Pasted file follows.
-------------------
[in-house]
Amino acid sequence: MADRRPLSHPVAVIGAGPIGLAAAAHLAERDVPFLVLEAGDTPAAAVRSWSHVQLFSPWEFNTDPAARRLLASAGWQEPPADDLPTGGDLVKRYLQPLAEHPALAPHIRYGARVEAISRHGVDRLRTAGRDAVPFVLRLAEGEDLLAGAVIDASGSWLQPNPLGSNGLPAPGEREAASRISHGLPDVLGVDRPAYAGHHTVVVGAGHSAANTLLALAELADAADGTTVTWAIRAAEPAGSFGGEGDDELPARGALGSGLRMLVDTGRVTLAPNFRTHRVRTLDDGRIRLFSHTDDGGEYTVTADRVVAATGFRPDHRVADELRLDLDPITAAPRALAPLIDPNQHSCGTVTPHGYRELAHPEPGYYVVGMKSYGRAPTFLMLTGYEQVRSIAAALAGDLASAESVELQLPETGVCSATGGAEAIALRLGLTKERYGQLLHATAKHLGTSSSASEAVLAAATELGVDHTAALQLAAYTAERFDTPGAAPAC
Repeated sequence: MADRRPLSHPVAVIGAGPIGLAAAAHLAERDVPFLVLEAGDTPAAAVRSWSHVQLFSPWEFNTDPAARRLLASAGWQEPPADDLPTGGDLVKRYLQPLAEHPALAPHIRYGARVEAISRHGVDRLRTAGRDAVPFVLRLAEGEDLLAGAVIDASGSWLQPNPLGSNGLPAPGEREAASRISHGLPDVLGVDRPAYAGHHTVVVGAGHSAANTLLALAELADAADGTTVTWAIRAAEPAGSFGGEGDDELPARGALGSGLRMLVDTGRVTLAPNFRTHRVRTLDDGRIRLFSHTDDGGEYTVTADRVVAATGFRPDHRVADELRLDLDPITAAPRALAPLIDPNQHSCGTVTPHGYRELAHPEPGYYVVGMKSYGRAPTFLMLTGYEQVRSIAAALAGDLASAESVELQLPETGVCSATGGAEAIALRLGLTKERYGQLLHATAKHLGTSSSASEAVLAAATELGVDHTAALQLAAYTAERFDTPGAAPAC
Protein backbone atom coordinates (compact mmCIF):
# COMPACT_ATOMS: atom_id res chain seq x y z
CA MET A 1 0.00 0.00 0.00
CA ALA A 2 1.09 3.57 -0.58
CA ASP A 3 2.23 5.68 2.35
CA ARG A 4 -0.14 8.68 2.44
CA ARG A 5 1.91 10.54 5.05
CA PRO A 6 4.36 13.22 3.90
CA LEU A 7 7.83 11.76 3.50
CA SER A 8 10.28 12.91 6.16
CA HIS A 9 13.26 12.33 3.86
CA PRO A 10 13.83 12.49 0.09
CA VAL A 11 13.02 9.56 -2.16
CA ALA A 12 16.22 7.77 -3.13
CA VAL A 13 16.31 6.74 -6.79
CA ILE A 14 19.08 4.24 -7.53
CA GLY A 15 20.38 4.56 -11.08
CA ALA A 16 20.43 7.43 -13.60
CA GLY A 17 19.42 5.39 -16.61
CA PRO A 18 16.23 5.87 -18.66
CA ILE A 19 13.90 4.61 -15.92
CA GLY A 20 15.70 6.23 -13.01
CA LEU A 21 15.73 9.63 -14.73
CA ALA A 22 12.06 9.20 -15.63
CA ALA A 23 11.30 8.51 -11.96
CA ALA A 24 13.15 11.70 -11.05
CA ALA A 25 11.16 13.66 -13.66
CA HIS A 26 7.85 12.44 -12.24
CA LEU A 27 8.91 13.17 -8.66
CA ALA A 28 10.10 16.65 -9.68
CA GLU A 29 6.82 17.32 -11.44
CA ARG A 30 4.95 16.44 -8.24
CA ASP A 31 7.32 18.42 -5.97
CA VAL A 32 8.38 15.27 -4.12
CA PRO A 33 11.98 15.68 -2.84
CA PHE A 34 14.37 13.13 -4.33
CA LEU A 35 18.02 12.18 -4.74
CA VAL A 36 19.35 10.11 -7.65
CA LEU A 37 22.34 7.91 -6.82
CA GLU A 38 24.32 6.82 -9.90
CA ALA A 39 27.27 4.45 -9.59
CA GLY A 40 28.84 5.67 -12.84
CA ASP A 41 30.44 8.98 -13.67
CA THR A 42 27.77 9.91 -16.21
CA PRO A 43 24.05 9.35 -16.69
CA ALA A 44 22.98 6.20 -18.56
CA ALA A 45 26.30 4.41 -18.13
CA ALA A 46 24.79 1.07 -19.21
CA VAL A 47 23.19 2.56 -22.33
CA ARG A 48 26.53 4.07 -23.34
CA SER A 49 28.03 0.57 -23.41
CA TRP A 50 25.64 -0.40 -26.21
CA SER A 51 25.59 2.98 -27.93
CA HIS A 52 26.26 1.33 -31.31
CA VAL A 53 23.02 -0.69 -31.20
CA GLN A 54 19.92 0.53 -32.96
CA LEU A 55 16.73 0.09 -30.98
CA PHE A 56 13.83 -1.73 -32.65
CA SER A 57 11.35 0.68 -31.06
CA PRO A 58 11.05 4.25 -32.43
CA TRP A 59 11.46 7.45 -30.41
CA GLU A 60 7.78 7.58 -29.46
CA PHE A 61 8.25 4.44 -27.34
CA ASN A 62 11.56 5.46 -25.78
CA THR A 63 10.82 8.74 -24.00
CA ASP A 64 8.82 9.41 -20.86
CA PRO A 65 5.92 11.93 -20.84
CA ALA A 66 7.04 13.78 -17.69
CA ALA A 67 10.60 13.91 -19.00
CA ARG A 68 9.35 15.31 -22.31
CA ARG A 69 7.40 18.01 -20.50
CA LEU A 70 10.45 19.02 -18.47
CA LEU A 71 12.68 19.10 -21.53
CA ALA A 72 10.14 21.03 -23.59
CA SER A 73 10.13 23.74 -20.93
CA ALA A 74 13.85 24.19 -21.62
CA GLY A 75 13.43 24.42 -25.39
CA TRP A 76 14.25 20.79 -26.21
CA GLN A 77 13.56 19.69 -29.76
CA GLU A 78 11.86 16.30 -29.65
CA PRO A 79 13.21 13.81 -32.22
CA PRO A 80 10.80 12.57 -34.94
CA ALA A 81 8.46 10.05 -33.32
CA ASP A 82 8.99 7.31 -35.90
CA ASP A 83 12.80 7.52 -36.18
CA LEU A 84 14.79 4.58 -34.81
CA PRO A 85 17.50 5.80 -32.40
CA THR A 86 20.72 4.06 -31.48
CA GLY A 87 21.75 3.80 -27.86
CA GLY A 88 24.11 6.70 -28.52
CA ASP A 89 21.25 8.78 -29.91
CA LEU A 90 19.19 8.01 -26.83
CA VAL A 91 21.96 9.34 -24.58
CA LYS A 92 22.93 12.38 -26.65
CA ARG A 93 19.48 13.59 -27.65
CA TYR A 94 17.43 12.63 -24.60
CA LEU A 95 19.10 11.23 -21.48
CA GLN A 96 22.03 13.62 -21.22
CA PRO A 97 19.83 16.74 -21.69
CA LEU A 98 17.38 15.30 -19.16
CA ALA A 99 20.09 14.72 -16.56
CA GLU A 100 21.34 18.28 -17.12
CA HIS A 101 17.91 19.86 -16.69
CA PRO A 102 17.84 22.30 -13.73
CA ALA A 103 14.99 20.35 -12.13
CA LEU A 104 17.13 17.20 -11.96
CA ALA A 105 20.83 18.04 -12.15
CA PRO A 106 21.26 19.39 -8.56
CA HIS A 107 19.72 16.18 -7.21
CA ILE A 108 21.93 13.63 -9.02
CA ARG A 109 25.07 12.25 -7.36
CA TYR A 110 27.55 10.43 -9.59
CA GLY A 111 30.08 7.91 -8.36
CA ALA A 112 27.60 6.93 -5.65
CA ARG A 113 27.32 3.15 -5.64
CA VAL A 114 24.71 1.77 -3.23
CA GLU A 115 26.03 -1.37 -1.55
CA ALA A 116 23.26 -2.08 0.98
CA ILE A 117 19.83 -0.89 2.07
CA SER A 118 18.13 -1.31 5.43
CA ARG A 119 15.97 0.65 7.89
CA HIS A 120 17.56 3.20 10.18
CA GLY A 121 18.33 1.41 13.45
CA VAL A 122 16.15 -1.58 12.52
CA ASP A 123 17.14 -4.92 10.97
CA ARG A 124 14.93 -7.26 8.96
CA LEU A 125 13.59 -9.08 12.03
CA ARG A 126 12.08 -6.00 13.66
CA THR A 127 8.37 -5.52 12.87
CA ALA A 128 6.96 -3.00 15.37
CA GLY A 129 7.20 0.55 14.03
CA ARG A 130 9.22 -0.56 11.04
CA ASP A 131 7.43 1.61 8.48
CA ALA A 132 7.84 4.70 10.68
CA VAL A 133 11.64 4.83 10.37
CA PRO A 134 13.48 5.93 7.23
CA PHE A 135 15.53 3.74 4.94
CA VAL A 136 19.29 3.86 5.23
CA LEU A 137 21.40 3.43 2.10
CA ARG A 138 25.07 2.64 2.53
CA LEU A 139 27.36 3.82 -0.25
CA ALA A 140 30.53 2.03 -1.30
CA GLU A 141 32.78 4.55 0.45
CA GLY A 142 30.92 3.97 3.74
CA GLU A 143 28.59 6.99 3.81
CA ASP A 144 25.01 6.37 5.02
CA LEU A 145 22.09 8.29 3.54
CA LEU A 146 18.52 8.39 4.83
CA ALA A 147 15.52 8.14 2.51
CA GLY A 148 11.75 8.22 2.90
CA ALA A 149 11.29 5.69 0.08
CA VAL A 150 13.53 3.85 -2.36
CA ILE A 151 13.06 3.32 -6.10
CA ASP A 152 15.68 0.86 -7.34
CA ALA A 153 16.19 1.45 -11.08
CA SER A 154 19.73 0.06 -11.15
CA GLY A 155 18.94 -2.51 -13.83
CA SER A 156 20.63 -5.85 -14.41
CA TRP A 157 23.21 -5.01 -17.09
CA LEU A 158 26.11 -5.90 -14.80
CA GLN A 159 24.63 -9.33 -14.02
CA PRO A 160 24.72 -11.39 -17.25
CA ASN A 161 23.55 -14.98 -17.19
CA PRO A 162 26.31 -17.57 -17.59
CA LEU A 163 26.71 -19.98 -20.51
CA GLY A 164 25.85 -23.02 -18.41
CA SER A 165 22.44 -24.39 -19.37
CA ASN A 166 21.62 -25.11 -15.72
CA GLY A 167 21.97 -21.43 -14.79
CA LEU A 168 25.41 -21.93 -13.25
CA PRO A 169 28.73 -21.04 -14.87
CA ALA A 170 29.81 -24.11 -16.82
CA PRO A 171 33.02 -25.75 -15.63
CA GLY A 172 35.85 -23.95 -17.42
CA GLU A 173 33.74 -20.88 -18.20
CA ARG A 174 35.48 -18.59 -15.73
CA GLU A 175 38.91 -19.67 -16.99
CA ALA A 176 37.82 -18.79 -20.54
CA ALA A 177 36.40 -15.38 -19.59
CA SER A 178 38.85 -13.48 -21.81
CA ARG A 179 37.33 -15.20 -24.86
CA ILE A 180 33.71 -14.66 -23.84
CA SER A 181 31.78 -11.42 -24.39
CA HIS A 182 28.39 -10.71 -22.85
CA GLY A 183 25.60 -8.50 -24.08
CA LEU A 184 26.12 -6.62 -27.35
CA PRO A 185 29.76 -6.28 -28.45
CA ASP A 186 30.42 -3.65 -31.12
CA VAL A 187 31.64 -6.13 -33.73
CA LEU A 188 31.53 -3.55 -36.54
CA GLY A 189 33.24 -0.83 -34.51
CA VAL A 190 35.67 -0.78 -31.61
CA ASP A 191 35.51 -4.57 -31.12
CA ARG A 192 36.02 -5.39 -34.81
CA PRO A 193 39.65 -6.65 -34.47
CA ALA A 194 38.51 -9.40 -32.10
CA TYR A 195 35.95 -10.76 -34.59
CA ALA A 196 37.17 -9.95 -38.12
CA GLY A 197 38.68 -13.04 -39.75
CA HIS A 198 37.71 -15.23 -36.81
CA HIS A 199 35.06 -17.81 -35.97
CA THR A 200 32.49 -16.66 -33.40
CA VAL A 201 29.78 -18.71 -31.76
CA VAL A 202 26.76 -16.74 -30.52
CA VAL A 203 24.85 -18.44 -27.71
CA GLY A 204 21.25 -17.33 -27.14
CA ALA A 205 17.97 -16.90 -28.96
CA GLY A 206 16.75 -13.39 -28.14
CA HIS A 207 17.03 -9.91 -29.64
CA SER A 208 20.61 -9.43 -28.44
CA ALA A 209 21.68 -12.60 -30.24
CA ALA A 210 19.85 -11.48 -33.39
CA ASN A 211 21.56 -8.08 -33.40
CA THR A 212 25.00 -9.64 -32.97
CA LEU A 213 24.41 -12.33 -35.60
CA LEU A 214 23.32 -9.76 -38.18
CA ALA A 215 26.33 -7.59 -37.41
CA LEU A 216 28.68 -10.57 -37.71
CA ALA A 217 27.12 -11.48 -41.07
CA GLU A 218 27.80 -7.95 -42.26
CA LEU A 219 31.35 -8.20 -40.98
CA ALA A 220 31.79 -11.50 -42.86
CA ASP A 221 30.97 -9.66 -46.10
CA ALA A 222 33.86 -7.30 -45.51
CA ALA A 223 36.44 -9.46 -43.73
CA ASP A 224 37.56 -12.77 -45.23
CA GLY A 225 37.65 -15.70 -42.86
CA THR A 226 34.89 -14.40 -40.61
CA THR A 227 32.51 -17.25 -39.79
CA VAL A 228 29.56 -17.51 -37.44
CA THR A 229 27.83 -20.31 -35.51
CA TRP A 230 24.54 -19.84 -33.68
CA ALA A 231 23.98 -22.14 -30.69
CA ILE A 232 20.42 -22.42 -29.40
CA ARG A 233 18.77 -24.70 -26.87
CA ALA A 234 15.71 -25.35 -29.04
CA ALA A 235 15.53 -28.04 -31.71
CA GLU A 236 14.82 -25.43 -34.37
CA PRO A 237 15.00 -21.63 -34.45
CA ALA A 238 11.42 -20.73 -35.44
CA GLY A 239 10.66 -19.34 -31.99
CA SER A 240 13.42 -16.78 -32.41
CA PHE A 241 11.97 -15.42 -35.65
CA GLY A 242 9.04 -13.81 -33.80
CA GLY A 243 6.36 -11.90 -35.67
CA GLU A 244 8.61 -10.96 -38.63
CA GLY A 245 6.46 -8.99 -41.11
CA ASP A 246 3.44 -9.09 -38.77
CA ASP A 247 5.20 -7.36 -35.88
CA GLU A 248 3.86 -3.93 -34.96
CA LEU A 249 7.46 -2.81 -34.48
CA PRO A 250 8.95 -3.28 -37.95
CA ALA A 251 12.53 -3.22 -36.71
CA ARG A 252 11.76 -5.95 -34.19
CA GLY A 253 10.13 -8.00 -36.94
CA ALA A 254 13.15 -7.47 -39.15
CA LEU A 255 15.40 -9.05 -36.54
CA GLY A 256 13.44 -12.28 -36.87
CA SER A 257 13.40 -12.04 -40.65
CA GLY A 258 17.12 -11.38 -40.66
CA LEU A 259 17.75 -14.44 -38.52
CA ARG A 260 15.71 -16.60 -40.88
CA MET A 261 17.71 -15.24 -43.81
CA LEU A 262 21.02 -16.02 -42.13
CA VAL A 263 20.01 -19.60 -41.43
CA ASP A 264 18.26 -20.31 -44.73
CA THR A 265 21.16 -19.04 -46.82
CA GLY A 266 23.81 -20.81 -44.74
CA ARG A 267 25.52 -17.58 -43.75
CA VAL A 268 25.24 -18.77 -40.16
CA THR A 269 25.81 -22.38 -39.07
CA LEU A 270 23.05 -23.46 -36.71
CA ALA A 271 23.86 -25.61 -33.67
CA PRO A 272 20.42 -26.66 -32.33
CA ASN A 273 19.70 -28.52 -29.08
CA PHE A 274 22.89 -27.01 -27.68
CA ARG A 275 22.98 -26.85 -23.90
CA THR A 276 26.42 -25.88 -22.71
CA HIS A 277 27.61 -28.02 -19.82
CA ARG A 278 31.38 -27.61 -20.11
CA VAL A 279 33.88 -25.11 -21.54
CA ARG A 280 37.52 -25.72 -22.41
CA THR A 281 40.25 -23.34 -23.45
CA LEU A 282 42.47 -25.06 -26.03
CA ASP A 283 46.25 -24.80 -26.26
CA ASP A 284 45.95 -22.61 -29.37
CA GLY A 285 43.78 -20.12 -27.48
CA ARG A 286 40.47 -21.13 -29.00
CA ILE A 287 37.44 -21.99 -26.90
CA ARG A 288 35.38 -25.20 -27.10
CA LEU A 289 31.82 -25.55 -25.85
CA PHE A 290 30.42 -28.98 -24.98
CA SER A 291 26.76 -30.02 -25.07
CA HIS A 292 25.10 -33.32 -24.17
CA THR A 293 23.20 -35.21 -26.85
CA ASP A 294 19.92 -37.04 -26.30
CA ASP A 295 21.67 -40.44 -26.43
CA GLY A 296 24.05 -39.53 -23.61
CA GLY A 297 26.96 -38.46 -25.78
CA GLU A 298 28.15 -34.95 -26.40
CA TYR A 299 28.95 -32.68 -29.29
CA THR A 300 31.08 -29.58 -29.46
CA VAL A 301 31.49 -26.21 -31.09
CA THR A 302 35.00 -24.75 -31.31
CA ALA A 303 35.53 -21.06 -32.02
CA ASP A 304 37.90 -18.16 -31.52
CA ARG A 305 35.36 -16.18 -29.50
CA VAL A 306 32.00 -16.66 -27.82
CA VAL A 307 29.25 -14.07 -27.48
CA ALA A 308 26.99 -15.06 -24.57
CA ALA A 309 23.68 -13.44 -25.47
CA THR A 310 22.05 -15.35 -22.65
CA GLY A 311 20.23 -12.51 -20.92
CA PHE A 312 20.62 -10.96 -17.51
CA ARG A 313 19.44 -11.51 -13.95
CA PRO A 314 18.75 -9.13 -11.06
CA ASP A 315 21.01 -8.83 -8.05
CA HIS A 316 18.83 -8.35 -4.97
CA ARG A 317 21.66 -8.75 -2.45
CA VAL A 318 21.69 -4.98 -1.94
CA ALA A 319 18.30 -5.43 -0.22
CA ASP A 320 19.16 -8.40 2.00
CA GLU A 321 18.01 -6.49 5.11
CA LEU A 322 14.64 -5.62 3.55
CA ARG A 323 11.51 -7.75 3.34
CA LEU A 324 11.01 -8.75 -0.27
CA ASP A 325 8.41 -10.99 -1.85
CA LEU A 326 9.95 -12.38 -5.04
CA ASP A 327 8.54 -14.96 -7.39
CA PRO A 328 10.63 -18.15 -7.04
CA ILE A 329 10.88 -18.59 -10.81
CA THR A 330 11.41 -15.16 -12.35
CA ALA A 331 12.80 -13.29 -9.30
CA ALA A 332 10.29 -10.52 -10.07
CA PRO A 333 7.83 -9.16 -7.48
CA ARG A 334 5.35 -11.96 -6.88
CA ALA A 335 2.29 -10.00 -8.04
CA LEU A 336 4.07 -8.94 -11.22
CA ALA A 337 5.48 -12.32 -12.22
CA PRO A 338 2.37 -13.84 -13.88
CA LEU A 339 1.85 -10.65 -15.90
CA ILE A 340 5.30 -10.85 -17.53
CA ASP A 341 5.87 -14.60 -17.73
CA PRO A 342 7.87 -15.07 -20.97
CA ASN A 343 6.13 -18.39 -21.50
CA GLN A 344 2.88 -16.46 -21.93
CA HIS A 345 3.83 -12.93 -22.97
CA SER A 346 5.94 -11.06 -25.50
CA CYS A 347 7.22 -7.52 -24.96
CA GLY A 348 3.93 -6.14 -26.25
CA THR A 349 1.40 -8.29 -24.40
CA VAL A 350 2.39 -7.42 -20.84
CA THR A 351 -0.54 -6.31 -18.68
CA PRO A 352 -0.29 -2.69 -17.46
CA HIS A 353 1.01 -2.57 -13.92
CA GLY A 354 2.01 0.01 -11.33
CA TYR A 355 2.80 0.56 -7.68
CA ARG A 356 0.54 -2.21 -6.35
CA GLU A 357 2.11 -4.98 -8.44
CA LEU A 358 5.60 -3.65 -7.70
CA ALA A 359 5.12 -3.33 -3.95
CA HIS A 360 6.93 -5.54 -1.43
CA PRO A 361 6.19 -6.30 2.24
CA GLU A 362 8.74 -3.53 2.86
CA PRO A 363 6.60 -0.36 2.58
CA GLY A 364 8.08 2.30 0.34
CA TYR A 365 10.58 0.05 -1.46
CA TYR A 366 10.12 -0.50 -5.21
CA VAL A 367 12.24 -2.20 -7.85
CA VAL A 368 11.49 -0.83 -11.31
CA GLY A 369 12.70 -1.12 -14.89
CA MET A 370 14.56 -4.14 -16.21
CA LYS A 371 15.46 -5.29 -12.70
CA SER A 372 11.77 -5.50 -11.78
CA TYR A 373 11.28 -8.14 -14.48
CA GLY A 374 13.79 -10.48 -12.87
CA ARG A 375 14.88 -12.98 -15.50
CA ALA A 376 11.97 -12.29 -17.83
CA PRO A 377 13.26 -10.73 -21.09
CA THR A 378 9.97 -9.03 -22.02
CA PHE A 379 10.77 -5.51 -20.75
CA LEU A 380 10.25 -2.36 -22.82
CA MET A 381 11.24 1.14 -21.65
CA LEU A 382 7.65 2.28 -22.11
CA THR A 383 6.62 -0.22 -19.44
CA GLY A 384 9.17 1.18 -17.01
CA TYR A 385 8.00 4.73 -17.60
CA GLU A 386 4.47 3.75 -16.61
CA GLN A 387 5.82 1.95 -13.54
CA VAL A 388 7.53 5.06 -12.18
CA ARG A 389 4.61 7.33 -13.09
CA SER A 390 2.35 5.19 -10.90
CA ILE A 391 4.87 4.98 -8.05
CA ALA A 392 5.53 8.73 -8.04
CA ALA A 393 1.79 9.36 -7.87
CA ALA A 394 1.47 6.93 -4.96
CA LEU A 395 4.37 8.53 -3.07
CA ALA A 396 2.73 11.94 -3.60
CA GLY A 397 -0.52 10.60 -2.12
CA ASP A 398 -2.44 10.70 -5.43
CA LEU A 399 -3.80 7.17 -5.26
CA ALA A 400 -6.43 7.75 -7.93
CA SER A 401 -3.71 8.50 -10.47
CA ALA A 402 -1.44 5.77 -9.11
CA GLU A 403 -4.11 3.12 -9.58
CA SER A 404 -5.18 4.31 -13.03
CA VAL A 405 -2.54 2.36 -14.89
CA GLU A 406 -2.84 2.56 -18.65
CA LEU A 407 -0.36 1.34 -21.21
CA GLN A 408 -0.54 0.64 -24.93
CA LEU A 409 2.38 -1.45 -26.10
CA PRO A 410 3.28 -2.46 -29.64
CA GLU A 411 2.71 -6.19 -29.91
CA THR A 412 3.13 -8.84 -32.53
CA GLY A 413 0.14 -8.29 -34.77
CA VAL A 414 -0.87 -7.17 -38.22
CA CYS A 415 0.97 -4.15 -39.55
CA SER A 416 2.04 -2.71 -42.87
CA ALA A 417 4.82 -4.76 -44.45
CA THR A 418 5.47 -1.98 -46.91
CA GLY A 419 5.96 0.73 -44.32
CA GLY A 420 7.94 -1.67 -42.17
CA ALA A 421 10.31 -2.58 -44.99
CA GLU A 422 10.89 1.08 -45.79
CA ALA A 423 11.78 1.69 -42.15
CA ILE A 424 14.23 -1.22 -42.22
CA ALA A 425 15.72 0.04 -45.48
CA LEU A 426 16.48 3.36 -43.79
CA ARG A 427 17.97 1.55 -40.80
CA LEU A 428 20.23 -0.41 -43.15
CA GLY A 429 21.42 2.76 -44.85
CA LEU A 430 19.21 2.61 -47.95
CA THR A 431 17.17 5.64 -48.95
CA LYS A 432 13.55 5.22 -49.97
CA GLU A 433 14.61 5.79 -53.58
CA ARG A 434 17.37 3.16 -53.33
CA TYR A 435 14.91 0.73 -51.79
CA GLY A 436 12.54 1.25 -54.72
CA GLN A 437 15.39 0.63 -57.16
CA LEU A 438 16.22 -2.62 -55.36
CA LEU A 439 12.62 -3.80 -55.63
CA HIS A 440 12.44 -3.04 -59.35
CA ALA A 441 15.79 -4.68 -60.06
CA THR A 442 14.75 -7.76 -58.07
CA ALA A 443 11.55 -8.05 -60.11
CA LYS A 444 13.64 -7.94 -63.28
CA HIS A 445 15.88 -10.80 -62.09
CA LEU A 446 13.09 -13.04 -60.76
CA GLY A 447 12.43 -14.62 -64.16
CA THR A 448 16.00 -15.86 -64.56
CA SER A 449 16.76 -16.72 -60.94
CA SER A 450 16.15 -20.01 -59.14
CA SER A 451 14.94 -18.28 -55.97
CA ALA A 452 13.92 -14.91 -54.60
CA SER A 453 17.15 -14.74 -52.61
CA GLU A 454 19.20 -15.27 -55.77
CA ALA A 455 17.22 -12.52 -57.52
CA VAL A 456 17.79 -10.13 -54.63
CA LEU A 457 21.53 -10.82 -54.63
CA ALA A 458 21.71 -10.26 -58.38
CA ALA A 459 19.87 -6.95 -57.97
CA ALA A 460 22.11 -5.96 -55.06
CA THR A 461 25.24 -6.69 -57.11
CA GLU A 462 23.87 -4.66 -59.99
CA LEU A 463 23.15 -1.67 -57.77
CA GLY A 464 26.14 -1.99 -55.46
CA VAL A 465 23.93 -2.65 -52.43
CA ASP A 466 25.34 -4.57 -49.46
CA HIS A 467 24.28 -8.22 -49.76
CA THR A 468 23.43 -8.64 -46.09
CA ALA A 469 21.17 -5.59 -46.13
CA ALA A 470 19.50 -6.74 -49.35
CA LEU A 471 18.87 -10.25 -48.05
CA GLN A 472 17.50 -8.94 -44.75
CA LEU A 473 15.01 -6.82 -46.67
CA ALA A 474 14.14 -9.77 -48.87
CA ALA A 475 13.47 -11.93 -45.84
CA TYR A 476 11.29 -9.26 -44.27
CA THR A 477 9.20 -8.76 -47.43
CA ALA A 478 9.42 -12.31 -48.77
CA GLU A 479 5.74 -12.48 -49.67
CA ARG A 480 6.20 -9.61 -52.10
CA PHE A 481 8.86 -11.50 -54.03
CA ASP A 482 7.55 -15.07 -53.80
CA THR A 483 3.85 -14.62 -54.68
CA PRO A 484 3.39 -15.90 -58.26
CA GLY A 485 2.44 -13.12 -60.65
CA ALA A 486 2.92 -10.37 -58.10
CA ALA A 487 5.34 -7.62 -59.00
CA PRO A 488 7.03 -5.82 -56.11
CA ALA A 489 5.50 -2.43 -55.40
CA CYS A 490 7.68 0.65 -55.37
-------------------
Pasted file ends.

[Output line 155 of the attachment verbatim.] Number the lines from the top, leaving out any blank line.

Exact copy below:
CA VAL A 150 13.53 3.85 -2.36